Advice for International Students Currently Seeking Employment

Photo by Andrew Butler on Unsplash

ORIGINALLY PUBLISHED ON 11/17/20, THIS POST WAS EDITED ON 5/24/21 TO INCLUDE NEW LINKS. (See bottom of post.)

As President Folt expressed earlier this week, “This year has been challenging on many fronts…we [are] navigating so many different health, environmental, societal, racial, and economic questions right now…but I continue to be inspired by what I see around me – Trojans supporting each other, focusing on our students, caring for our patients, and partnering with our neighbors.”

We want to remind all international students and recent graduates that the Career Center is fully available and will continue to support you in your job search. With that, we wanted to share some helpful tips from Marcelo Barros, founder of The International Advantage, for international students currently seeking employment.

  • Identify Your Strengths
    You know yourself better than anyone, so identify your strengths and types of problems that you are particularly skilled at helping resolve. Move your job search forward from a position of strength, and translate sought after competencies into tangible values for the employers you are targeting.
  • Work Around Your Weaknesses
    Focus more time on polishing your innate strengths rather than spending too much time correcting your deficiencies. For example, while your English skills may not be perfect, remind yourself of your fluency in math and data analysis, which can generate value for employers. Always find a way to convert skills and knowledge into useful applications for employers.
  • Find Mentors and Partners
    Network to identify individuals who understand the intricacies of your pre-U.S. professional experiences and strengths, and will champion you in the workplace to getting hired. The Trojan Network is a great starting point to find mentors, but don’t stop there. Faculty, professors, students, and alumni from your department can be just as effective. Reach out often and ask for help.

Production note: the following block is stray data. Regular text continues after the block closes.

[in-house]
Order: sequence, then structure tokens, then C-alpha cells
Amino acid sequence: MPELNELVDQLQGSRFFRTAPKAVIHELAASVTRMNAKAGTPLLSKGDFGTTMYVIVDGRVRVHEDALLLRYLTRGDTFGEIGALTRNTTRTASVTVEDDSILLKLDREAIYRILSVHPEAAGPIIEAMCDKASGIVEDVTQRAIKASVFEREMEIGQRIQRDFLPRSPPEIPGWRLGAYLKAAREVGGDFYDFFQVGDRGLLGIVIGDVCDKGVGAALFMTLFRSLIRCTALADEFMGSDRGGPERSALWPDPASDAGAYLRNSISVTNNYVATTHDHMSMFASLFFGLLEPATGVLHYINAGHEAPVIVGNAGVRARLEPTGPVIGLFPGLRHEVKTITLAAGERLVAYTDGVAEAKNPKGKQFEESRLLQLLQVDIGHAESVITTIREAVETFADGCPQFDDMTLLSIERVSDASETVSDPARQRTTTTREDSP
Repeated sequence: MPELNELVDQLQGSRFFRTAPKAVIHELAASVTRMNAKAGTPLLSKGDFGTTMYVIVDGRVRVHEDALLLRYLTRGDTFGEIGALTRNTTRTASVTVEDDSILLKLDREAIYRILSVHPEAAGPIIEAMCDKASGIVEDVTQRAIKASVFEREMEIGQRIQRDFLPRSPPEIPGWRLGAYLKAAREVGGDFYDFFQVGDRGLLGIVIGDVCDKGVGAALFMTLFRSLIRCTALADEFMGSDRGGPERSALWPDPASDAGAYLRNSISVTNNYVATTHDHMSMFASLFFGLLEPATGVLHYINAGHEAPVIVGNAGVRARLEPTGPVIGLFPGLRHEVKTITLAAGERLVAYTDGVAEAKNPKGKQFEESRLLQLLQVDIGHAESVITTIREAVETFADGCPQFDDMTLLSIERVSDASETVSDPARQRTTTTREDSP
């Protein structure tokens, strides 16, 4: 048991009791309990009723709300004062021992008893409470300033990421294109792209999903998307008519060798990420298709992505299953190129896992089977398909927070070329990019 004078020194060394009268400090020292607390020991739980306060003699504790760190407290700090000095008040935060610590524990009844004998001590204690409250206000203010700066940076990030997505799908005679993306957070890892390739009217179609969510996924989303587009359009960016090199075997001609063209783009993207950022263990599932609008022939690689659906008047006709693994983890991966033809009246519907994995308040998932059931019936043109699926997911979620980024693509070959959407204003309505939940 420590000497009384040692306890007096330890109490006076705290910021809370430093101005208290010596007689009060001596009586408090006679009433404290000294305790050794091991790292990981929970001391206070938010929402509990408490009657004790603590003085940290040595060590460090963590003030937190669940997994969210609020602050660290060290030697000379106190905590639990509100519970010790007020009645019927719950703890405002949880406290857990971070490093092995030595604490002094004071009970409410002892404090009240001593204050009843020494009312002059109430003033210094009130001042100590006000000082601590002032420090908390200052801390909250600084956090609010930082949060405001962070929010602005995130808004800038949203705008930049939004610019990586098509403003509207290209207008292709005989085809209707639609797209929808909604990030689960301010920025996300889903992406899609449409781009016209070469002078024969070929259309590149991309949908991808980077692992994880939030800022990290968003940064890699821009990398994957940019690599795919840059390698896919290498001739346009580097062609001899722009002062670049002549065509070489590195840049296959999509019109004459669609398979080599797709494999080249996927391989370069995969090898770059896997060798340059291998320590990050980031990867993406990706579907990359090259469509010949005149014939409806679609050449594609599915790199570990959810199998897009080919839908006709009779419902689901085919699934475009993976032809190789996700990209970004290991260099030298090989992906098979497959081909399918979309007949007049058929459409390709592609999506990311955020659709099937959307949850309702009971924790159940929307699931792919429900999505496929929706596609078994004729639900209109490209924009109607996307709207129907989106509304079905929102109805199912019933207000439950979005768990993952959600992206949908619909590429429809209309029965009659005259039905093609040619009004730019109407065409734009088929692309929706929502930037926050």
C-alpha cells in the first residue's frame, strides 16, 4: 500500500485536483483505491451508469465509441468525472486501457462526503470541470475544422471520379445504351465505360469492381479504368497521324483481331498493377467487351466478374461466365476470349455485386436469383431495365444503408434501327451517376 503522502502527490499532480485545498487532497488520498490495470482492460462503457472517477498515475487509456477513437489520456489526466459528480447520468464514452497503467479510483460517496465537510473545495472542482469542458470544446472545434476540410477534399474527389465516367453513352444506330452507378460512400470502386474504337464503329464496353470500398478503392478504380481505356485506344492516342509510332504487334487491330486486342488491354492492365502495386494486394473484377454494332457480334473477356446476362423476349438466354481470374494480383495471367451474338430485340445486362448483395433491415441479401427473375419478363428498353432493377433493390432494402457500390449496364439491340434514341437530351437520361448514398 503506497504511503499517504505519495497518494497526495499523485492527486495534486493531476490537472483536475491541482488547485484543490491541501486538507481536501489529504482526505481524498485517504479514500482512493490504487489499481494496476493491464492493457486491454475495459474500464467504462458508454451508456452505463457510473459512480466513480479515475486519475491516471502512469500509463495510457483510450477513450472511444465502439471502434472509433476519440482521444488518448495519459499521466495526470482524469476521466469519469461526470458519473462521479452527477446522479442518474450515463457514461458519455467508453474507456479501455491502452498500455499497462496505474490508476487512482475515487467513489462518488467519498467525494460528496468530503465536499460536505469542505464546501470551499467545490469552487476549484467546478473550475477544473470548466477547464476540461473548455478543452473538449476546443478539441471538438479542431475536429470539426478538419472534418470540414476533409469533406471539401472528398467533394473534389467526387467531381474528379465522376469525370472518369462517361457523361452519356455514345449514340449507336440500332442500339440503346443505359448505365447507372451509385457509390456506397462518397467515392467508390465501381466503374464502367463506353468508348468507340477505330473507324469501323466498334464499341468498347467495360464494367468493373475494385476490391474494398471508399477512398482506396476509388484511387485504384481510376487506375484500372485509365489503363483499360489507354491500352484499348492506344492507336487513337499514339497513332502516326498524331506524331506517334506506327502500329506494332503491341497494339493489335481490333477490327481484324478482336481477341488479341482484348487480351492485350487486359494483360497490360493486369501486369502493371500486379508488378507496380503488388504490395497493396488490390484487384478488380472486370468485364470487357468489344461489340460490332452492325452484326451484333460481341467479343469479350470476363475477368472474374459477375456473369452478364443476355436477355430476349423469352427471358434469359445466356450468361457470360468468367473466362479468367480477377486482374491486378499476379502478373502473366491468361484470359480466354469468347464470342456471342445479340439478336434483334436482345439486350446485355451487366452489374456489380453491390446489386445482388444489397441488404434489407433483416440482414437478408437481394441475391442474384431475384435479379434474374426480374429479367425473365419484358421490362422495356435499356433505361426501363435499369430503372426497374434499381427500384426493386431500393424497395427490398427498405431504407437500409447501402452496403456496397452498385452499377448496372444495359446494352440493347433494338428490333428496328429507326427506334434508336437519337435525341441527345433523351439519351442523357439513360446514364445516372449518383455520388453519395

• Provide Employers with Creative Solutions
    Don’t be a status quo job seeker; you are capable of more. Leverage the strengths you have. Be known for providing superior ideas and insights to the firms you’re targeting. Show U.S. employers that you’re a better thinker than your competition. Demonstrate your ability to see objects, people, challenges, and opportunities from multiple perspectives.
  • Volunteer
    Seek ways to put your existing skills to the test in the U.S. by finding and getting involved with short-term volunteer projects. Not only will engaging in activities allow you to demonstrate your proficiency in certain areas, but it will also help you create a network, which may eventually help you get hired. Check out the Trojan Network for short term volunteer projects to get started.
  • Build a strong ISEL
    ISEL stands for Interests, Skills, Experiences, and Languages. Identify what your interests are and become excellent and highly skilled in whatever it is that you have a passion for. Experience is everything. Would you prefer a doctor who has done one or 20 operations? Whether it is volunteering or interning, participate in extracurricular activities during school to gain as much experience as you can in the field of work that you want to pursue post-graduation. Finally, languages – most international students are bilingual or multilingual and many organizations have offices worldwide. Look for organizations that may not be headquartered in the U.S., but have an office or branch in the U.S., and put your language skills to use!

For additional advice, check out Marcelo Barros’ How Will a Biden Presidency Affect International Students’ Job Search? and Derek Loosvelt’s 3 Essential Job-Search Strategies for International Students in 2021.

For even more, check out the episode of Interstride’s podcast, “The Outlook On H-1B Visas And International Students In 2021” and view The Evolution of Employment: Job Searching During Covid 19.